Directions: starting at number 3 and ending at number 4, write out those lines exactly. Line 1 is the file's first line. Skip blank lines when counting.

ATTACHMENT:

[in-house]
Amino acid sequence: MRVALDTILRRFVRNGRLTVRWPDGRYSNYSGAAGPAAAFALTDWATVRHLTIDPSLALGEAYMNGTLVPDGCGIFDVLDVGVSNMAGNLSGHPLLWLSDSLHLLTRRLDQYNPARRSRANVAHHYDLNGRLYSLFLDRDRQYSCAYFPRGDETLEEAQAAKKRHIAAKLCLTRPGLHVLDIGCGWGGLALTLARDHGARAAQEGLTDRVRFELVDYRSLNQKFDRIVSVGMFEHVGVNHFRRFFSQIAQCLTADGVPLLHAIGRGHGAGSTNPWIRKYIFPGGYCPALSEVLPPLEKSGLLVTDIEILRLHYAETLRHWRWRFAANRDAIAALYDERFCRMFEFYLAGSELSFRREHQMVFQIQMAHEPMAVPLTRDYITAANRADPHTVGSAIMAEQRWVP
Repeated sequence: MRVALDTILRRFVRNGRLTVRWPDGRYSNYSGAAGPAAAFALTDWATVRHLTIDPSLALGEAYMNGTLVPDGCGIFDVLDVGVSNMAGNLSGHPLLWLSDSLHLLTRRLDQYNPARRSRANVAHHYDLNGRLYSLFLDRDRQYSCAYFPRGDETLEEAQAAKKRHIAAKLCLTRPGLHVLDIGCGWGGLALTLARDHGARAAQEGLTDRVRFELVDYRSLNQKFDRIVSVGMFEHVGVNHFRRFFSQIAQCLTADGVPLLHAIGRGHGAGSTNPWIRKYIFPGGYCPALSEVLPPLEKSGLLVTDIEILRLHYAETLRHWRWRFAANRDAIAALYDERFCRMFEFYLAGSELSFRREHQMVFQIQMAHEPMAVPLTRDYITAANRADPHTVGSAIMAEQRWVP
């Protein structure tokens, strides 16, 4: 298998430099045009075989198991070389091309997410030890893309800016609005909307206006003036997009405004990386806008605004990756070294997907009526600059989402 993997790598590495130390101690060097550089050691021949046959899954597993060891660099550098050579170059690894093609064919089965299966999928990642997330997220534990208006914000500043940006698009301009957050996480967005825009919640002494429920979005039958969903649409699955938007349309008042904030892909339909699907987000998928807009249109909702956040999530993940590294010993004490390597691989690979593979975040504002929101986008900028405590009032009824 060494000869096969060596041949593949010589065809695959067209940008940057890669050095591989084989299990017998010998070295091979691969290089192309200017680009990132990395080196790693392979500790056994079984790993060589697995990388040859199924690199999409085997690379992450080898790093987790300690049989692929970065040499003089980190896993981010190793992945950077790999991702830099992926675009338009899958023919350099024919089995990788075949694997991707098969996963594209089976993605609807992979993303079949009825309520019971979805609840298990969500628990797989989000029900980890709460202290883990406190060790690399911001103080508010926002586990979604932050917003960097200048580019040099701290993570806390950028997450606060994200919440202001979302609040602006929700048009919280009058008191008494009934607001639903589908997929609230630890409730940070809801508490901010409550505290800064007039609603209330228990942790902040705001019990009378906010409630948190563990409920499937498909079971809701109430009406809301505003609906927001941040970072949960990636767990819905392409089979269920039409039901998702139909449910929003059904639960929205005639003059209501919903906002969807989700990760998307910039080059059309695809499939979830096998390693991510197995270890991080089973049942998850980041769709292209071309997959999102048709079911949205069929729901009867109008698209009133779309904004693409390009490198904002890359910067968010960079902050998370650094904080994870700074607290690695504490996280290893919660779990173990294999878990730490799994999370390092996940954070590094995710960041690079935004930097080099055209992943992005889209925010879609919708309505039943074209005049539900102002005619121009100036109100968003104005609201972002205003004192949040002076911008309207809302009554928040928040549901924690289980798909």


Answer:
Repeated sequence: MRVALDTILRRFVRNGRLTVRWPDGRYSNYSGAAGPAAAFALTDWATVRHLTIDPSLALGEAYMNGTLVPDGCGIFDVLDVGVSNMAGNLSGHPLLWLSDSLHLLTRRLDQYNPARRSRANVAHHYDLNGRLYSLFLDRDRQYSCAYFPRGDETLEEAQAAKKRHIAAKLCLTRPGLHVLDIGCGWGGLALTLARDHGARAAQEGLTDRVRFELVDYRSLNQKFDRIVSVGMFEHVGVNHFRRFFSQIAQCLTADGVPLLHAIGRGHGAGSTNPWIRKYIFPGGYCPALSEVLPPLEKSGLLVTDIEILRLHYAETLRHWRWRFAANRDAIAALYDERFCRMFEFYLAGSELSFRREHQMVFQIQMAHEPMAVPLTRDYITAANRADPHTVGSAIMAEQRWVP
């Protein structure tokens, strides 16, 4: 298998430099045009075989198991070389091309997410030890893309800016609005909307206006003036997009405004990386806008605004990756070294997907009526600059989402 993997790598590495130390101690060097550089050691021949046959899954597993060891660099550098050579170059690894093609064919089965299966999928990642997330997220534990208006914000500043940006698009301009957050996480967005825009919640002494429920979005039958969903649409699955938007349309008042904030892909339909699907987000998928807009249109909702956040999530993940590294010993004490390597691989690979593979975040504002929101986008900028405590009032009824 060494000869096969060596041949593949010589065809695959067209940008940057890669050095591989084989299990017998010998070295091979691969290089192309200017680009990132990395080196790693392979500790056994079984790993060589697995990388040859199924690199999409085997690379992450080898790093987790300690049989692929970065040499003089980190896993981010190793992945950077790999991702830099992926675009338009899958023919350099024919089995990788075949694997991707098969996963594209089976993605609807992979993303079949009825309520019971979805609840298990969500628990797989989000029900980890709460202290883990406190060790690399911001103080508010926002586990979604932050917003960097200048580019040099701290993570806390950028997450606060994200919440202001979302609040602006929700048009919280009058008191008494009934607001639903589908997929609230630890409730940070809801508490901010409550505290800064007039609603209330228990942790902040705001019990009378906010409630948190563990409920499937498909079971809701109430009406809301505003609906927001941040970072949960990636767990819905392409089979269920039409039901998702139909449910929003059904639960929205005639003059209501919903906002969807989700990760998307910039080059059309695809499939979830096998390693991510197995270890991080089973049942998850980041769709292209071309997959999102048709079911949205069929729901009867109008698209009133779309904004693409390009490198904002890359910067968010960079902050998370650094904080994870700074607290690695504490996280290893919660779990173990294999878990730490799994999370390092996940954070590094995710960041690079935004930097080099055209992943992005889209925010879609919708309505039943074209005049539900102002005619121009100036109100968003104005609201972002205003004192949040002076911008309207809302009554928040928040549901924690289980798909």